It was an unusually sunny day in early spring. I had just succeeded in putting the kids to bed for their routine afternoon nap. It was a tough job as they preferred to play rather than sleep especially when the sun is up in the sky and other children are running around cheering and laughing.
As I sat on the dinning table reflecting on what had just taken place between us, my eyes were glued to the to the blossoming flowers on the window. I was lost in thought momentarily as my mind wandered away.
It was many years ago when I was with my grand mother in Afube, our tiny village. I had tried to engage her in a conversation as I wanted to hear her once again tell me stories, stories I and my cousins had listened to times without number. Yet, we were never bored to hear it all over again.
Each time, she re-told the story with a new vigour and enthusiasm. She also didn’t seem tired to tell it over and over again. And if someone joined later, it was not a big deal for her to start from the very beginning, she enjoyed such memorable times and lit her wrinkled brown face with a smile; displaying the scanty yellow teeth.
We listened to different stories but she had a favourite which she often began with except we protested and asked for a particular story instead.
The only time I had seen her worried was the times she told us the story of the Biafran war. She was often happy and sang traditional lyrics even when it was evident that she had not had a decent meal in days, yet, her joy knew no bounds.
Adaku and I had confronted her on her constant happiness and the secret behind it.
‘ I am in-between life and dead; I have lived long enough and any time death calls I will gladly answer’
She also explained that she had gathered her life baskets and one of her legs was already with her ancestors while the other remained with humans. This amazed our young minds and we wondered how any human being could reason that way as though she was calling on death to hasten up and take her to the great beyond.
Over a hundred years old, our granny was the oldest woman in the village and we were glad to have her around and equally prayed for her to live longer so we can at least enjoy her rich collections of folk-tales despite the fact that we doubted the authenticity of most of the stories. Yet, it was the best way to relax in the evenings under the shinning moonlights.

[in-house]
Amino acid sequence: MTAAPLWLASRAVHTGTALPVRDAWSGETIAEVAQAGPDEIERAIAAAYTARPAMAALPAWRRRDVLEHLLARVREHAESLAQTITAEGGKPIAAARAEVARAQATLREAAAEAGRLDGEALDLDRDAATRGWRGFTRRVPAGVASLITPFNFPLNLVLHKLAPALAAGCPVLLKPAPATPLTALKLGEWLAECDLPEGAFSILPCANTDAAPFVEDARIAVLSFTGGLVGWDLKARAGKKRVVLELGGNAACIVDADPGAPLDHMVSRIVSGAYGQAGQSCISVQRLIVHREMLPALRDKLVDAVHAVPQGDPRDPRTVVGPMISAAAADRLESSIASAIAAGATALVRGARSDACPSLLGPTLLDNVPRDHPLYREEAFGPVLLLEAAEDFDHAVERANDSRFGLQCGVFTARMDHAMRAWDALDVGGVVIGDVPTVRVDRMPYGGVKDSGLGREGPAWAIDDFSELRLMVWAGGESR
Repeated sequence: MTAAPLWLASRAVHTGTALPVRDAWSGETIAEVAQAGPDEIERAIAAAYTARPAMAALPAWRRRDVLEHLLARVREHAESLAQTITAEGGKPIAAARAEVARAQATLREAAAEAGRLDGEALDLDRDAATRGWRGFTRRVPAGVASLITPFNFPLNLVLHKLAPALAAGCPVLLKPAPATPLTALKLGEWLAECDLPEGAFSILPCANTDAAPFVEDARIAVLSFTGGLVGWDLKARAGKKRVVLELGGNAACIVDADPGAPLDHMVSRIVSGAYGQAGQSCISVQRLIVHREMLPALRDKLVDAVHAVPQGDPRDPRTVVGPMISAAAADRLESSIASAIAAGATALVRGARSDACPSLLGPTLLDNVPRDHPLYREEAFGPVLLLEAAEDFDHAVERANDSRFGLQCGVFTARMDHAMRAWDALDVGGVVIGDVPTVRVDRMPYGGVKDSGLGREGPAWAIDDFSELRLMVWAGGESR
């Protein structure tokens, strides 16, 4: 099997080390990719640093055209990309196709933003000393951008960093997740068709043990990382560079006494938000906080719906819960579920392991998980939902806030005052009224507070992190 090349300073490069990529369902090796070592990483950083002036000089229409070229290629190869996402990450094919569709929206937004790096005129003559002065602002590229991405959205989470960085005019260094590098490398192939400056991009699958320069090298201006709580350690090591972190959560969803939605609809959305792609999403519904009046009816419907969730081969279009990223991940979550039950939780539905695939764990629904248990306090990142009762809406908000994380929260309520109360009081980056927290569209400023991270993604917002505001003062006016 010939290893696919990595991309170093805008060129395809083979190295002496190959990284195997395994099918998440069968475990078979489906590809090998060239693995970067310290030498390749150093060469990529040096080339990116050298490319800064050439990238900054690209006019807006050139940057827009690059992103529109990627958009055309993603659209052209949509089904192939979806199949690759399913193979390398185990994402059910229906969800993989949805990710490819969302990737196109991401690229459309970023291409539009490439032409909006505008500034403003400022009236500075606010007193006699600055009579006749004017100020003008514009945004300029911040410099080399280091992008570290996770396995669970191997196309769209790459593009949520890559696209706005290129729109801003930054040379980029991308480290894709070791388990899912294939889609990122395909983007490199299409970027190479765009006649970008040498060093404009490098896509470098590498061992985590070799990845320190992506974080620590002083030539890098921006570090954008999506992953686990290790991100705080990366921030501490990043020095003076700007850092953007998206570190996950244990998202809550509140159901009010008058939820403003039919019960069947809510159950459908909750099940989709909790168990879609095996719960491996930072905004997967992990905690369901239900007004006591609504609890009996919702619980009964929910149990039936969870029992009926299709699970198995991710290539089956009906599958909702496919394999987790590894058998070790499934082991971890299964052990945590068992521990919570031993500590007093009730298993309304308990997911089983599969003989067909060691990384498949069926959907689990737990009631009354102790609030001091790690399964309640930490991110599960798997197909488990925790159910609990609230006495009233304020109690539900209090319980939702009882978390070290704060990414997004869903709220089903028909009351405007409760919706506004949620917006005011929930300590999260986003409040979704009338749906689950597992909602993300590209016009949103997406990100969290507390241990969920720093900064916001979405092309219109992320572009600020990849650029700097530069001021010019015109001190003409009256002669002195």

Her angelic melodious songs often reverberated all over the compound and everyone would leave whatever he or she was doing to listen; her sonorous voice left the listeners asking for more. She thanked her Maker for the longevity and said she was ready to meet Him any time He pleased . She was particularly grateful for surviving the war which claimed millions of lives including that of her family.
They lived in the northern part of the country with her seven other siblings and parents, being the only girl, before the war broke out. And before they could gather some of their property to escape the war-torn state, three of her brothers were already slaughtered, before their very eyes. They had attempted to confront the Islamic fanatics who stormed their house in the early hours of the morning, the same way they searched other houses in the neighbourhood looking for ‘infidels’ to kill. It dawned on them they could no longer wait to sell their father’s shop but must run for their lives.
They scampered for safety and as soon as they lost sight of the assassins, they left the city. Just as they were about to board the overcrowded train, another group of fanatics who chanted some religious songs landed and struck again, killing a handful.